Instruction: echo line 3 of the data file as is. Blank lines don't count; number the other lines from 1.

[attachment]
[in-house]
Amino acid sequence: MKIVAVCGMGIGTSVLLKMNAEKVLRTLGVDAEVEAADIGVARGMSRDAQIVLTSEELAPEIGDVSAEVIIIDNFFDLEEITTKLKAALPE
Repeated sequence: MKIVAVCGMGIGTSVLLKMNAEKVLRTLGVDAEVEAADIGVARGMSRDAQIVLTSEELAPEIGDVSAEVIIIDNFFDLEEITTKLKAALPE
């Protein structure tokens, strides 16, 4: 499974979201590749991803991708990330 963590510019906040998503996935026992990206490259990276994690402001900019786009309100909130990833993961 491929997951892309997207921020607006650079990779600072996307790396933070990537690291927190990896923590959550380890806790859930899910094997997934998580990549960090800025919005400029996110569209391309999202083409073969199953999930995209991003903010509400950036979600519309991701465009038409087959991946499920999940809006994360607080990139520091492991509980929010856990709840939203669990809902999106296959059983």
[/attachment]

Repeated sequence: MKIVAVCGMGIGTSVLLKMNAEKVLRTLGVDAEVEAADIGVARGMSRDAQIVLTSEELAPEIGDVSAEVIIIDNFFDLEEITTKLKAALPE